Baba Babee Skazala [Grandmother Told Grandmother]
“Baba Babee Skazala” [Grandmother Told Grandmother] tells the little known story of Ukrainian children torn from their homes in the crush between the Nazi and Soviet fronts in World War II. Spending their childhood as refugees in Europe, these inspiring individuals later immigrated to the United States, creating new homes and communities through their grit, faith and deep belief in the importance of preserving culture.
The film shares ancestral legacies of North American immigrant post-WWII Ukrainian Displaced Persons, whose stories manifest individual and community resilience in the journey to find “home” when their homes and family were taken from them.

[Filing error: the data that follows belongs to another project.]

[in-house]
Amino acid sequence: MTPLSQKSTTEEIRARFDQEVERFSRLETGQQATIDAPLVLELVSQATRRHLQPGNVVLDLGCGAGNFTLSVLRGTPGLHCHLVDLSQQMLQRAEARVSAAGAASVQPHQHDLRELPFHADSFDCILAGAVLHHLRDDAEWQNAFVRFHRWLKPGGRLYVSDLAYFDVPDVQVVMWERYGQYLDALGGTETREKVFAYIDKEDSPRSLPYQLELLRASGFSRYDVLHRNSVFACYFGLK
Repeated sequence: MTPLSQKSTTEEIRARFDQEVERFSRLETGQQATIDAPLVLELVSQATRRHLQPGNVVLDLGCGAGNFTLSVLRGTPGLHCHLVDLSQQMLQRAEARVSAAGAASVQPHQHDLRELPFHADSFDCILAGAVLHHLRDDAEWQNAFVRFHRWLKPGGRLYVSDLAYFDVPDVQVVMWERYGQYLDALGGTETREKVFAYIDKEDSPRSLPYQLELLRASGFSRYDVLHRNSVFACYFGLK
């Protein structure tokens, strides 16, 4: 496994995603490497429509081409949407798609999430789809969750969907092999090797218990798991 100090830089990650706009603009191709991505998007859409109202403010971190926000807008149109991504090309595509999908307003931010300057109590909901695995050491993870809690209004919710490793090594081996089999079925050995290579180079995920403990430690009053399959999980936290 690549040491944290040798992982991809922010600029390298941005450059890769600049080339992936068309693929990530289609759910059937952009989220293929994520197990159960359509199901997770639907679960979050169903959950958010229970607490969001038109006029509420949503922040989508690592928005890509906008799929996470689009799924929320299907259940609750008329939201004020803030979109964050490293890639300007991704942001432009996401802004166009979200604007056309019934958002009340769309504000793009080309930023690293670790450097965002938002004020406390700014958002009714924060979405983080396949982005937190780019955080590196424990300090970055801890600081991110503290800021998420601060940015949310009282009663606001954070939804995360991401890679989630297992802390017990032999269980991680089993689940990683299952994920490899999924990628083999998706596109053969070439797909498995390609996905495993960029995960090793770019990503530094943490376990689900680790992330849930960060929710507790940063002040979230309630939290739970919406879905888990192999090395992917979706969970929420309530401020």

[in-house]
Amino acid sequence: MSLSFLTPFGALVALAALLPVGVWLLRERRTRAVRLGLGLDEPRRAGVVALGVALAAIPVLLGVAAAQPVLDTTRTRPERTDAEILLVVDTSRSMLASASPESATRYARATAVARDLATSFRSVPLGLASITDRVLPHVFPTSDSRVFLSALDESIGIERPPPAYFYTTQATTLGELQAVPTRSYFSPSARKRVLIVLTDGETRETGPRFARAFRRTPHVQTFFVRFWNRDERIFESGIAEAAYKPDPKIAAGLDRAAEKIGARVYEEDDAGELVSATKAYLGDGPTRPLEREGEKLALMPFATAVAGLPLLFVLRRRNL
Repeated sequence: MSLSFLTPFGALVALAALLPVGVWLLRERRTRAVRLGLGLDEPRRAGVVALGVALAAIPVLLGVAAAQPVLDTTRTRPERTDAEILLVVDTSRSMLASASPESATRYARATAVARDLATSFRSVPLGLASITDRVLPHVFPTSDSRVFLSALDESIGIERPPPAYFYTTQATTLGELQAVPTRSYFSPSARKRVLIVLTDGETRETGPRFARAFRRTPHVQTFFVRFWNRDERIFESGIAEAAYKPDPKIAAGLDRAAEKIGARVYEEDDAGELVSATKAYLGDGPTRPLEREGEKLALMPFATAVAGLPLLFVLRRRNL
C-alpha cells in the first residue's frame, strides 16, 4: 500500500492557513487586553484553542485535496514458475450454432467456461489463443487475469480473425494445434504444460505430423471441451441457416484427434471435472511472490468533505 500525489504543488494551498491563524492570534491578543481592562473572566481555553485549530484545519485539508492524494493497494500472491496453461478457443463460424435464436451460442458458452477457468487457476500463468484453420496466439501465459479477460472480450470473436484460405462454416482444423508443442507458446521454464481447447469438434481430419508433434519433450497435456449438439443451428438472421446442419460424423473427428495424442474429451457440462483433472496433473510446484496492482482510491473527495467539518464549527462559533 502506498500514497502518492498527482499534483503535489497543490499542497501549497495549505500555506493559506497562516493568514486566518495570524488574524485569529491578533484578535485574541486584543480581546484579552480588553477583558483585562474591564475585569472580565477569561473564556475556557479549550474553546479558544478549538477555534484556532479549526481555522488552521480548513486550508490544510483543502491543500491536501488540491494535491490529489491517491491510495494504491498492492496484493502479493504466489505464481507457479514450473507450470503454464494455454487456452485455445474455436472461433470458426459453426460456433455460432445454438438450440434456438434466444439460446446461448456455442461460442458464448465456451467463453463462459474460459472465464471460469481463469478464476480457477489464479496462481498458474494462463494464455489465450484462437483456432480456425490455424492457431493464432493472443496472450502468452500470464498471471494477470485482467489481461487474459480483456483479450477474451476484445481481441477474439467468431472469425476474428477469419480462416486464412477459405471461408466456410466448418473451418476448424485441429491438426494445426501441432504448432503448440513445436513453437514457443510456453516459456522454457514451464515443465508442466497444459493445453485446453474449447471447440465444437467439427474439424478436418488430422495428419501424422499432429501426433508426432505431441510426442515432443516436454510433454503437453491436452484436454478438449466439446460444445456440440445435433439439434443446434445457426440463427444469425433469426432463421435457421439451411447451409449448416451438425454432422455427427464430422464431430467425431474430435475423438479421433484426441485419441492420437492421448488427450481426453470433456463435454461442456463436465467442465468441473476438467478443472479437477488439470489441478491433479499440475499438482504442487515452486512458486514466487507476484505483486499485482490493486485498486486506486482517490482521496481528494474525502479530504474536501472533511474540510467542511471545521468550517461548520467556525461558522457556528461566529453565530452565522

“Ukraine” translates as “borderlands.” Ukraine’s borders are often challenged, as they currently are by Russia’s annexation of Crimea and ongoing disputes along the eastern border. The last war that massively displaced Ukrainians from their homes was World War II. Ukraine was not then a sovereign state, but approximately 2 million Ukrainians were stranded in Western Europe by the war’s end. Though many returned to Ukraine, approximately 200,000 ended up in Displaced Person (“DP”) camps, later immigrating to the Americas and elsewhere. Their challenges, in the DP camps and in establishing new “homes,” help us better understand how immigrant experiences influence American society. The current displacement of Ukrainians due to events in eastern Ukraine and Europe’s challenges in responding to an influx of refugees from other countries resonate, reminding us “history repeats itself.” The legacy of this group, whose oral communications contributed to community resilience in times of adversity, is particularly salient given current conversations about immigrants, refuges, race and culture.